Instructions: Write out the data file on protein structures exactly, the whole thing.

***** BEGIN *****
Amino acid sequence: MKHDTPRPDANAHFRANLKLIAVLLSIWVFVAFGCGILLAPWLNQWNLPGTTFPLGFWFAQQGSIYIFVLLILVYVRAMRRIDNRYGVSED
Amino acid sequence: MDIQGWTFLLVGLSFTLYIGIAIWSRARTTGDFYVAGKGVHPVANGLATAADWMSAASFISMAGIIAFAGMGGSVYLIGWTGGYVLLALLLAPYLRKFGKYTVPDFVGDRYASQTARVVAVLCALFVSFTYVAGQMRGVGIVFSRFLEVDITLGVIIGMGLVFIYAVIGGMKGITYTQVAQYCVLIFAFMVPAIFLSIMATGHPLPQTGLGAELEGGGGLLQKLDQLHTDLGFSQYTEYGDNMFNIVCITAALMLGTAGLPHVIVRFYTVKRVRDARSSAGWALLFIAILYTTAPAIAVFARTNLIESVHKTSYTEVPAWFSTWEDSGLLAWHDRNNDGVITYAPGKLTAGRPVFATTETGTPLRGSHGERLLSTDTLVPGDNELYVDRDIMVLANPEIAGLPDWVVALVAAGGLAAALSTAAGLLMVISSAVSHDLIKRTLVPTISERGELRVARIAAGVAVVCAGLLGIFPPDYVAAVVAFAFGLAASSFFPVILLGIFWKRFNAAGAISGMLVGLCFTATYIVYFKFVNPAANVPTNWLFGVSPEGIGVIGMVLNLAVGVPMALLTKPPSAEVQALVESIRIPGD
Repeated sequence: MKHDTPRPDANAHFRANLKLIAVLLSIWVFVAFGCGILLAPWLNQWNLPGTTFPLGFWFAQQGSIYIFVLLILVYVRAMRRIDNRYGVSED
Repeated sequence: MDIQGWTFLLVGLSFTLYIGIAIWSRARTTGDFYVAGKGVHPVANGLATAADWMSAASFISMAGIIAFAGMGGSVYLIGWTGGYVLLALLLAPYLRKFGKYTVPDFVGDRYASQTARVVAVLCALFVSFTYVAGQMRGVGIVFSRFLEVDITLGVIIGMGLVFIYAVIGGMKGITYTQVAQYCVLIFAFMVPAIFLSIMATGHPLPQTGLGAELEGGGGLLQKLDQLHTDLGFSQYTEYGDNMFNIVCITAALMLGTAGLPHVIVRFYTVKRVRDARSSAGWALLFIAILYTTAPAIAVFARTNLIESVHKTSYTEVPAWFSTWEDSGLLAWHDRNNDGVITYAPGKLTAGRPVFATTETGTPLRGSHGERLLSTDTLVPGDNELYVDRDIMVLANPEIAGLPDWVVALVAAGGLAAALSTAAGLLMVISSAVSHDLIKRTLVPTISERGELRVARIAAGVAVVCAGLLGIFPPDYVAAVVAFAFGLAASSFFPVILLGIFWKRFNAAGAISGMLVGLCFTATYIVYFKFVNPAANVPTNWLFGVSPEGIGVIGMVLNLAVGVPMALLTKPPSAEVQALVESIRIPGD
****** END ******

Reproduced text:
Amino acid sequence: MKHDTPRPDANAHFRANLKLIAVLLSIWVFVAFGCGILLAPWLNQWNLPGTTFPLGFWFAQQGSIYIFVLLILVYVRAMRRIDNRYGVSED
Amino acid sequence: MDIQGWTFLLVGLSFTLYIGIAIWSRARTTGDFYVAGKGVHPVANGLATAADWMSAASFISMAGIIAFAGMGGSVYLIGWTGGYVLLALLLAPYLRKFGKYTVPDFVGDRYASQTARVVAVLCALFVSFTYVAGQMRGVGIVFSRFLEVDITLGVIIGMGLVFIYAVIGGMKGITYTQVAQYCVLIFAFMVPAIFLSIMATGHPLPQTGLGAELEGGGGLLQKLDQLHTDLGFSQYTEYGDNMFNIVCITAALMLGTAGLPHVIVRFYTVKRVRDARSSAGWALLFIAILYTTAPAIAVFARTNLIESVHKTSYTEVPAWFSTWEDSGLLAWHDRNNDGVITYAPGKLTAGRPVFATTETGTPLRGSHGERLLSTDTLVPGDNELYVDRDIMVLANPEIAGLPDWVVALVAAGGLAAALSTAAGLLMVISSAVSHDLIKRTLVPTISERGELRVARIAAGVAVVCAGLLGIFPPDYVAAVVAFAFGLAASSFFPVILLGIFWKRFNAAGAISGMLVGLCFTATYIVYFKFVNPAANVPTNWLFGVSPEGIGVIGMVLNLAVGVPMALLTKPPSAEVQALVESIRIPGD
Repeated sequence: MKHDTPRPDANAHFRANLKLIAVLLSIWVFVAFGCGILLAPWLNQWNLPGTTFPLGFWFAQQGSIYIFVLLILVYVRAMRRIDNRYGVSED
Repeated sequence: MDIQGWTFLLVGLSFTLYIGIAIWSRARTTGDFYVAGKGVHPVANGLATAADWMSAASFISMAGIIAFAGMGGSVYLIGWTGGYVLLALLLAPYLRKFGKYTVPDFVGDRYASQTARVVAVLCALFVSFTYVAGQMRGVGIVFSRFLEVDITLGVIIGMGLVFIYAVIGGMKGITYTQVAQYCVLIFAFMVPAIFLSIMATGHPLPQTGLGAELEGGGGLLQKLDQLHTDLGFSQYTEYGDNMFNIVCITAALMLGTAGLPHVIVRFYTVKRVRDARSSAGWALLFIAILYTTAPAIAVFARTNLIESVHKTSYTEVPAWFSTWEDSGLLAWHDRNNDGVITYAPGKLTAGRPVFATTETGTPLRGSHGERLLSTDTLVPGDNELYVDRDIMVLANPEIAGLPDWVVALVAAGGLAAALSTAAGLLMVISSAVSHDLIKRTLVPTISERGELRVARIAAGVAVVCAGLLGIFPPDYVAAVVAFAFGLAASSFFPVILLGIFWKRFNAAGAISGMLVGLCFTATYIVYFKFVNPAANVPTNWLFGVSPEGIGVIGMVLNLAVGVPMALLTKPPSAEVQALVESIRIPGD